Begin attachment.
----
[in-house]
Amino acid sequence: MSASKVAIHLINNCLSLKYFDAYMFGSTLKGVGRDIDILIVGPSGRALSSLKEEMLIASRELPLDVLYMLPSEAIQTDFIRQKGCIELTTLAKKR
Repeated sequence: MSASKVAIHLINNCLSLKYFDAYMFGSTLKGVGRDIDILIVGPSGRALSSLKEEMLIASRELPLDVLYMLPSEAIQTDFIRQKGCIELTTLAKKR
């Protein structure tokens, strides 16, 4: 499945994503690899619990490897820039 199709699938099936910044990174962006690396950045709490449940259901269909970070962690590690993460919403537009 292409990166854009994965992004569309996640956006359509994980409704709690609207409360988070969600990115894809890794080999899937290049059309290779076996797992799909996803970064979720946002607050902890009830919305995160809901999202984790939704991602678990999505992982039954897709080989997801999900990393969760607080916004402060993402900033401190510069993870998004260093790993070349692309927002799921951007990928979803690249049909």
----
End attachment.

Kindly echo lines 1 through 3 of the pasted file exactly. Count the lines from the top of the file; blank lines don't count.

[in-house]
Amino acid sequence: MSASKVAIHLINNCLSLKYFDAYMFGSTLKGVGRDIDILIVGPSGRALSSLKEEMLIASRELPLDVLYMLPSEAIQTDFIRQKGCIELTTLAKKR
Repeated sequence: MSASKVAIHLINNCLSLKYFDAYMFGSTLKGVGRDIDILIVGPSGRALSSLKEEMLIASRELPLDVLYMLPSEAIQTDFIRQKGCIELTTLAKKR